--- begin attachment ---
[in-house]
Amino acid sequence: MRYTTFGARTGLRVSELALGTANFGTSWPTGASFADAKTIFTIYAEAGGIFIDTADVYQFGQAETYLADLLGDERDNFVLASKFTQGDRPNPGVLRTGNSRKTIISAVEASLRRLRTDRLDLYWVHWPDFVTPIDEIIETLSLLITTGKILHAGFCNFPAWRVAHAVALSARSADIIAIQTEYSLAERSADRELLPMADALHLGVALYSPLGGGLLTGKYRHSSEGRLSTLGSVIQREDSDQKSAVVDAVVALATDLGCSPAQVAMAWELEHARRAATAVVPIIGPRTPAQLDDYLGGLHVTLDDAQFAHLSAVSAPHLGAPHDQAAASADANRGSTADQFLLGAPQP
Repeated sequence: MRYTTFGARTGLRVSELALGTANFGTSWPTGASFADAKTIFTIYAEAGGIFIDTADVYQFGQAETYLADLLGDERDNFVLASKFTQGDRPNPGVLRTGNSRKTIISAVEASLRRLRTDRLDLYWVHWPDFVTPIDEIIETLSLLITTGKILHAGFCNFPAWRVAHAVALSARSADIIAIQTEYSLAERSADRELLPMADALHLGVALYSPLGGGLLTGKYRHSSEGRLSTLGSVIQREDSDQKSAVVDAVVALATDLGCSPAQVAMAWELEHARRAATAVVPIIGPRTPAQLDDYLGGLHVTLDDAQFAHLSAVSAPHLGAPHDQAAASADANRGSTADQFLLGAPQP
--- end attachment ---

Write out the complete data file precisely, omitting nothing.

[in-house]
Amino acid sequence: MRYTTFGARTGLRVSELALGTANFGTSWPTGASFADAKTIFTIYAEAGGIFIDTADVYQFGQAETYLADLLGDERDNFVLASKFTQGDRPNPGVLRTGNSRKTIISAVEASLRRLRTDRLDLYWVHWPDFVTPIDEIIETLSLLITTGKILHAGFCNFPAWRVAHAVALSARSADIIAIQTEYSLAERSADRELLPMADALHLGVALYSPLGGGLLTGKYRHSSEGRLSTLGSVIQREDSDQKSAVVDAVVALATDLGCSPAQVAMAWELEHARRAATAVVPIIGPRTPAQLDDYLGGLHVTLDDAQFAHLSAVSAPHLGAPHDQAAASADANRGSTADQFLLGAPQP
Repeated sequence: MRYTTFGARTGLRVSELALGTANFGTSWPTGASFADAKTIFTIYAEAGGIFIDTADVYQFGQAETYLADLLGDERDNFVLASKFTQGDRPNPGVLRTGNSRKTIISAVEASLRRLRTDRLDLYWVHWPDFVTPIDEIIETLSLLITTGKILHAGFCNFPAWRVAHAVALSARSADIIAIQTEYSLAERSADRELLPMADALHLGVALYSPLGGGLLTGKYRHSSEGRLSTLGSVIQREDSDQKSAVVDAVVALATDLGCSPAQVAMAWELEHARRAATAVVPIIGPRTPAQLDDYLGGLHVTLDDAQFAHLSAVSAPHLGAPHDQAAASADANRGSTADQFLLGAPQP